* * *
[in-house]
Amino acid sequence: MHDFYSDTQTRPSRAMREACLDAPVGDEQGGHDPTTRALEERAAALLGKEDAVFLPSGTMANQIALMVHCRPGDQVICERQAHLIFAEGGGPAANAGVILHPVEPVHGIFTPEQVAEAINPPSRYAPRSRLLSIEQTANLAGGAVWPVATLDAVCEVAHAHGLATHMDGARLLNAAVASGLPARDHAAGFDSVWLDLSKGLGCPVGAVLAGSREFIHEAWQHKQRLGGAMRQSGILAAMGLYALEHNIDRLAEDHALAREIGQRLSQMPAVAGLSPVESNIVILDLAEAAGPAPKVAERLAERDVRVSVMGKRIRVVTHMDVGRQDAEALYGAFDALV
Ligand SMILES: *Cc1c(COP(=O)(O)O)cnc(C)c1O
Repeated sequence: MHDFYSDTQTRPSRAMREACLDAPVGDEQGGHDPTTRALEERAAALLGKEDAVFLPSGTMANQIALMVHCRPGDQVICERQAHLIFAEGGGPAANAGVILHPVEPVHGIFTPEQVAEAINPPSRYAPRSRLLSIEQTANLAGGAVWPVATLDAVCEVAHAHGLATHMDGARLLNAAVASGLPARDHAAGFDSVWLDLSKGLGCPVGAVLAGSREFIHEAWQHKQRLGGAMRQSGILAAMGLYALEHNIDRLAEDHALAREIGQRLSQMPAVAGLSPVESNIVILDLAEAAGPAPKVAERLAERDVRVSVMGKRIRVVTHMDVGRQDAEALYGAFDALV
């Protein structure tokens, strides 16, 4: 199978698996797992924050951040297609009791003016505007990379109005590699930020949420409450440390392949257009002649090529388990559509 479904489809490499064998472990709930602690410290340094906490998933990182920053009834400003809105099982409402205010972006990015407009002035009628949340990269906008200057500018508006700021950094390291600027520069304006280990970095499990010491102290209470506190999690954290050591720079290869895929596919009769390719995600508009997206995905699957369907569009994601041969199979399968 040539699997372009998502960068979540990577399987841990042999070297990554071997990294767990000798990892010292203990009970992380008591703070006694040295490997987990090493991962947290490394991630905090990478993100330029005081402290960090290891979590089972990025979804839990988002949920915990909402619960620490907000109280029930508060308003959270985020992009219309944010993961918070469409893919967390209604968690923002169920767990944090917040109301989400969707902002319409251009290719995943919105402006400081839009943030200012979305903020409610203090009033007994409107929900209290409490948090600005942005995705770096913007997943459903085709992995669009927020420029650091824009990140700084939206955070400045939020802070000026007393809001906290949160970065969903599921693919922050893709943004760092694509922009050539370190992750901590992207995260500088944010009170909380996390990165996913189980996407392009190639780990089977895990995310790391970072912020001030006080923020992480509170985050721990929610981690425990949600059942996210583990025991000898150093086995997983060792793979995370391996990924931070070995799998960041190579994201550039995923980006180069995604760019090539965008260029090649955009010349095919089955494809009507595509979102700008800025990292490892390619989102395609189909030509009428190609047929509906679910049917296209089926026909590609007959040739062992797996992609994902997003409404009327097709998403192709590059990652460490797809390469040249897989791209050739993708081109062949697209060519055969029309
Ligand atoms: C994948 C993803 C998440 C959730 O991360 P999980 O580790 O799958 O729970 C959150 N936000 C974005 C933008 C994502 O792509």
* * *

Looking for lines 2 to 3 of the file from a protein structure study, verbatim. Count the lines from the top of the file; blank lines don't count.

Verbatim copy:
Amino acid sequence: MHDFYSDTQTRPSRAMREACLDAPVGDEQGGHDPTTRALEERAAALLGKEDAVFLPSGTMANQIALMVHCRPGDQVICERQAHLIFAEGGGPAANAGVILHPVEPVHGIFTPEQVAEAINPPSRYAPRSRLLSIEQTANLAGGAVWPVATLDAVCEVAHAHGLATHMDGARLLNAAVASGLPARDHAAGFDSVWLDLSKGLGCPVGAVLAGSREFIHEAWQHKQRLGGAMRQSGILAAMGLYALEHNIDRLAEDHALAREIGQRLSQMPAVAGLSPVESNIVILDLAEAAGPAPKVAERLAERDVRVSVMGKRIRVVTHMDVGRQDAEALYGAFDALV
Ligand SMILES: *Cc1c(COP(=O)(O)O)cnc(C)c1O